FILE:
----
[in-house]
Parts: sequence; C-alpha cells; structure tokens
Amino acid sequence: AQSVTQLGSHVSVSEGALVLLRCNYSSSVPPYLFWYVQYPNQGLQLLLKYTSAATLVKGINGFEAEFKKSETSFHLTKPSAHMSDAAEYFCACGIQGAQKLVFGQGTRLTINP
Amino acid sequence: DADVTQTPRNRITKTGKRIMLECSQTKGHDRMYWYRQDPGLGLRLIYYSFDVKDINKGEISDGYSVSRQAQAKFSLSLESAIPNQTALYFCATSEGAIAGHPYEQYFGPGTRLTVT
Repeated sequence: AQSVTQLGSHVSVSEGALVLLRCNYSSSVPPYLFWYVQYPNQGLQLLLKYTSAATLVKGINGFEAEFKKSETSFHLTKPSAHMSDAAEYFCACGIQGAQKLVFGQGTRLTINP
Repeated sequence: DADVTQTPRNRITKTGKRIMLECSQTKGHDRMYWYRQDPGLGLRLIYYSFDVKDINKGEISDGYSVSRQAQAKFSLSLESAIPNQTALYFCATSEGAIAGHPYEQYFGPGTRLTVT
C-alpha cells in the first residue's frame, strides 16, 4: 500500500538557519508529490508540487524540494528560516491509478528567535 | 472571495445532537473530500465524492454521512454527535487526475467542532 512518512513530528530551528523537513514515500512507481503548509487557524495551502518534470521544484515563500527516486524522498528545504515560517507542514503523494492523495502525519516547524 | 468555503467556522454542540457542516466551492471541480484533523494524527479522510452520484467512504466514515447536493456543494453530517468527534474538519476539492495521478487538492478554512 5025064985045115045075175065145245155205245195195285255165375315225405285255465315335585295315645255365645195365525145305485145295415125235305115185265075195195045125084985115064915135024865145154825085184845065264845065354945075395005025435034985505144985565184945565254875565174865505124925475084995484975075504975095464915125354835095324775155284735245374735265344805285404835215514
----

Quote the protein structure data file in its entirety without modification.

[in-house]
Parts: sequence; C-alpha cells; structure tokens
Amino acid sequence: AQSVTQLGSHVSVSEGALVLLRCNYSSSVPPYLFWYVQYPNQGLQLLLKYTSAATLVKGINGFEAEFKKSETSFHLTKPSAHMSDAAEYFCACGIQGAQKLVFGQGTRLTINP
Amino acid sequence: DADVTQTPRNRITKTGKRIMLECSQTKGHDRMYWYRQDPGLGLRLIYYSFDVKDINKGEISDGYSVSRQAQAKFSLSLESAIPNQTALYFCATSEGAIAGHPYEQYFGPGTRLTVT
Repeated sequence: AQSVTQLGSHVSVSEGALVLLRCNYSSSVPPYLFWYVQYPNQGLQLLLKYTSAATLVKGINGFEAEFKKSETSFHLTKPSAHMSDAAEYFCACGIQGAQKLVFGQGTRLTINP
Repeated sequence: DADVTQTPRNRITKTGKRIMLECSQTKGHDRMYWYRQDPGLGLRLIYYSFDVKDINKGEISDGYSVSRQAQAKFSLSLESAIPNQTALYFCATSEGAIAGHPYEQYFGPGTRLTVT
C-alpha cells in the first residue's frame, strides 16, 4: 500500500538557519508529490508540487524540494528560516491509478528567535 | 472571495445532537473530500465524492454521512454527535487526475467542532 512518512513530528530551528523537513514515500512507481503548509487557524495551502518534470521544484515563500527516486524522498528545504515560517507542514503523494492523495502525519516547524 | 468555503467556522454542540457542516466551492471541480484533523494524527479522510452520484467512504466514515447536493456543494453530517468527534474538519476539492495521478487538492478554512 5025064985045115045075175065145245155205245195195285255165375315225405285255465315335585295315645255365645195365525145305485145295415125235305115185265075195195045125084985115064915135024865145154825085184845065264845065354945075395005025435034985505144985565184945565254875565174865505124925475084995484975075504975095464915125354835095324775155284735245374735265344805285404835215514